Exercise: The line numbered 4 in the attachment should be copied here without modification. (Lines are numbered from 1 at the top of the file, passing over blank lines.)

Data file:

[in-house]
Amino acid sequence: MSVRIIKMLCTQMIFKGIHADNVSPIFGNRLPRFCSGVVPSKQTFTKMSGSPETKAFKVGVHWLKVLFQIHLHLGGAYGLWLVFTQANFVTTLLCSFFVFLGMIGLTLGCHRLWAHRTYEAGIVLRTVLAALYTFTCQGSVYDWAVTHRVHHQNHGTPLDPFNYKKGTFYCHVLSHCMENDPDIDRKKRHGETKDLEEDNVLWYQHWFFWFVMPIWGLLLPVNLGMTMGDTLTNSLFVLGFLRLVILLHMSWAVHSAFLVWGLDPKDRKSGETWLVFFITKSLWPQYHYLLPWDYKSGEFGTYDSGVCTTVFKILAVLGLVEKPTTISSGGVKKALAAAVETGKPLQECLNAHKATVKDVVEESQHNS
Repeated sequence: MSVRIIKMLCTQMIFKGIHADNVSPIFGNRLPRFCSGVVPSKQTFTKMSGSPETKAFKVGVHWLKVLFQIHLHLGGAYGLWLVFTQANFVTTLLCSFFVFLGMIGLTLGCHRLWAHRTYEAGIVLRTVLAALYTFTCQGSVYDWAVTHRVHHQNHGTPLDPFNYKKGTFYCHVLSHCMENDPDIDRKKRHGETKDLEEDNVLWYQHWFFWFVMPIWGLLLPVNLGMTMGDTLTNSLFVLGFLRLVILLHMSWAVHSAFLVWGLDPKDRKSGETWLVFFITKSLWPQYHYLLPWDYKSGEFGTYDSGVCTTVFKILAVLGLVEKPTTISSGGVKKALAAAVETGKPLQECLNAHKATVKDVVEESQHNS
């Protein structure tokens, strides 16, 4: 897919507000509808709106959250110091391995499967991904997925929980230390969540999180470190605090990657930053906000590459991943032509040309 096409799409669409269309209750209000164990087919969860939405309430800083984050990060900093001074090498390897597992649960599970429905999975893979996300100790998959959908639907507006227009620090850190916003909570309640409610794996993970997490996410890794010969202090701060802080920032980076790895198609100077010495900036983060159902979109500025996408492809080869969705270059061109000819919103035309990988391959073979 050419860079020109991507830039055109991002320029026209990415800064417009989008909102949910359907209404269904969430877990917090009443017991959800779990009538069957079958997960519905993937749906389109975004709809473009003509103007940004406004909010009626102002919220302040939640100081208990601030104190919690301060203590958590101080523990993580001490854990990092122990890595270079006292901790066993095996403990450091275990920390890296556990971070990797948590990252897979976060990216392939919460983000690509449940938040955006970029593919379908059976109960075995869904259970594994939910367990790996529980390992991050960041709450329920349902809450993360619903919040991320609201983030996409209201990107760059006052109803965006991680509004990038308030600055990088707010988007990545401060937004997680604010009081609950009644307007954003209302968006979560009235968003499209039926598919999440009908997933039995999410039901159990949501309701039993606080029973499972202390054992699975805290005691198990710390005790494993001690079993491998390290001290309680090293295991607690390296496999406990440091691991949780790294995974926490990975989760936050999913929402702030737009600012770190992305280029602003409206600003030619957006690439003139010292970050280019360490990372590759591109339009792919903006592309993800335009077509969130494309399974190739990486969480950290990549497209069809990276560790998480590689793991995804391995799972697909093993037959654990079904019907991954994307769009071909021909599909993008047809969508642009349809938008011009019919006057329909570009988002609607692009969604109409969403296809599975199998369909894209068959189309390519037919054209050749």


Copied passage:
């Protein structure tokens, strides 16, 4: 897919507000509808709106959250110091391995499967991904997925929980230390969540999180470190605090990657930053906000590459991943032509040309 096409799409669409269309209750209000164990087919969860939405309430800083984050990060900093001074090498390897597992649960599970429905999975893979996300100790998959959908639907507006227009620090850190916003909570309640409610794996993970997490996410890794010969202090701060802080920032980076790895198609100077010495900036983060159902979109500025996408492809080869969705270059061109000819919103035309990988391959073979 050419860079020109991507830039055109991002320029026209990415800064417009989008909102949910359907209404269904969430877990917090009443017991959800779990009538069957079958997960519905993937749906389109975004709809473009003509103007940004406004909010009626102002919220302040939640100081208990601030104190919690301060203590958590101080523990993580001490854990990092122990890595270079006292901790066993095996403990450091275990920390890296556990971070990797948590990252897979976060990216392939919460983000690509449940938040955006970029593919379908059976109960075995869904259970594994939910367990790996529980390992991050960041709450329920349902809450993360619903919040991320609201983030996409209201990107760059006052109803965006991680509004990038308030600055990088707010988007990545401060937004997680604010009081609950009644307007954003209302968006979560009235968003499209039926598919999440009908997933039995999410039901159990949501309701039993606080029973499972202390054992699975805290005691198990710390005790494993001690079993491998390290001290309680090293295991607690390296496999406990440091691991949780790294995974926490990975989760936050999913929402702030737009600012770190992305280029602003409206600003030619957006690439003139010292970050280019360490990372590759591109339009792919903006592309993800335009077509969130494309399974190739990486969480950290990549497209069809990276560790998480590689793991995804391995799972697909093993037959654990079904019907991954994307769009071909021909599909993008047809969508642009349809938008011009019919006057329909570009988002609607692009969604109409969403296809599975199998369909894209068959189309390519037919054209050749």